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Home >> Books  >> Veronika Decides To Die by Paulo Coelho
 

Veronika Decides To Die by Paulo Coelho

Someone said, don’t judge a book by its cover, but no one said anything about judging a book by its title. Veronika Decides To Die is a quirky title, which pulls you in enough to pick up the book and start reading.

When you pick a book written by Paulo Coelho, you already have high hopes and Veronika Decides To Die has you hooked the moment you lay your eyes on it. Thankfully, what’s inside the book doesn’t disappoint either.

From alchemy to adultery, the author has a knack for dealing with sensitive subjects. This time he kills two birds with one stone. The author gives an insight into the metaphysical concept of astral projection and, at the same time, deals with a subject that is very personal to him–madness.

He takes the readers into a mental asylum and inside the heads of the ‘so called’ mad men through the eyes of a girl, Veronika, the protagonist. The book starts out dramatically as Veronika sits with ‘four packs of sleeping pills’. Ten pages into the book, Veronika attempts suicide. It shocks.

Not many can maintain the pace after this, but Coelho does it brilliantly. The reader is effortlessly taken into the realms of Sufism, astral travel, psychiatry, metaphysics and a storyline that ties it all together–the girl who tries to die.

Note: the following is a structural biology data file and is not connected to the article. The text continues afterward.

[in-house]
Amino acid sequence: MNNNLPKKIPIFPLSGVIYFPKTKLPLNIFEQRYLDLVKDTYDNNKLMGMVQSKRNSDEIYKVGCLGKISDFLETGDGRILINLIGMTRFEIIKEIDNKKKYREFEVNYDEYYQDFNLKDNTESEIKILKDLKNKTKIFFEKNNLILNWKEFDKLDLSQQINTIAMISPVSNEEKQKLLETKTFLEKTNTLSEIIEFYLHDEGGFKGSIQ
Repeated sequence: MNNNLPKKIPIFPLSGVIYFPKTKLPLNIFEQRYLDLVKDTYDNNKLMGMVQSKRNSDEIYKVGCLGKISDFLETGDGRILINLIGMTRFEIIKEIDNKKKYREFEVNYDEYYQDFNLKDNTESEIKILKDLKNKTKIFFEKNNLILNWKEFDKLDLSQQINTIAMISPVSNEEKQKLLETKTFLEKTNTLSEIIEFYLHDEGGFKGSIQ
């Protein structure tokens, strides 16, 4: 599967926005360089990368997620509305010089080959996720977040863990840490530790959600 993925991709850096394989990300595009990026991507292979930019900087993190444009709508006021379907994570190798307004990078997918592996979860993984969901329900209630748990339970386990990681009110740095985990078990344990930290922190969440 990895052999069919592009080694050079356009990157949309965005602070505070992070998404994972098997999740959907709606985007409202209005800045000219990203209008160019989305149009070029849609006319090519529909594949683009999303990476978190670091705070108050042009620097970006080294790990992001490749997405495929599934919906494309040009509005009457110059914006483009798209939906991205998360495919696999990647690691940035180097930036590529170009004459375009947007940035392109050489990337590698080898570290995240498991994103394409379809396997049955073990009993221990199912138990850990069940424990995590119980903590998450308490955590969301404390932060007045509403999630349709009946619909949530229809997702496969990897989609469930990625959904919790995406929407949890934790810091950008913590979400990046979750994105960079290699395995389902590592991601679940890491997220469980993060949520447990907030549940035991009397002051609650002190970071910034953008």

Veronika is relatable. She imbibes every quality and vice of the 21st century generation. Smart, beautiful, literate but dreadfully bored of her monotonous life, Veronika has little insight into herself, building walls around her and developing a fake persona instead, to gain society’s approval. Predictably, she believes that life is only going to get worse as she ages.

Throughout the narrative, the lines between madness and normal behaviour are blurred and both terms and their meanings are often used interchangeably. The other characters–which could have done with some more detailing–add to the narrative as Coelho tries to capture the human tendency of apathy and powerlessness. The rendition is powerful and can make the reader question ‘what exactly is normal behaviour. In fact, the readers might just find themselves advocating madness at times.

The book that starts out considerably morbid has an uplifting ending which is so subtle that it almost sneaks up to you.

Veronika Decides to Die promises too much. The best part is–it delivers.

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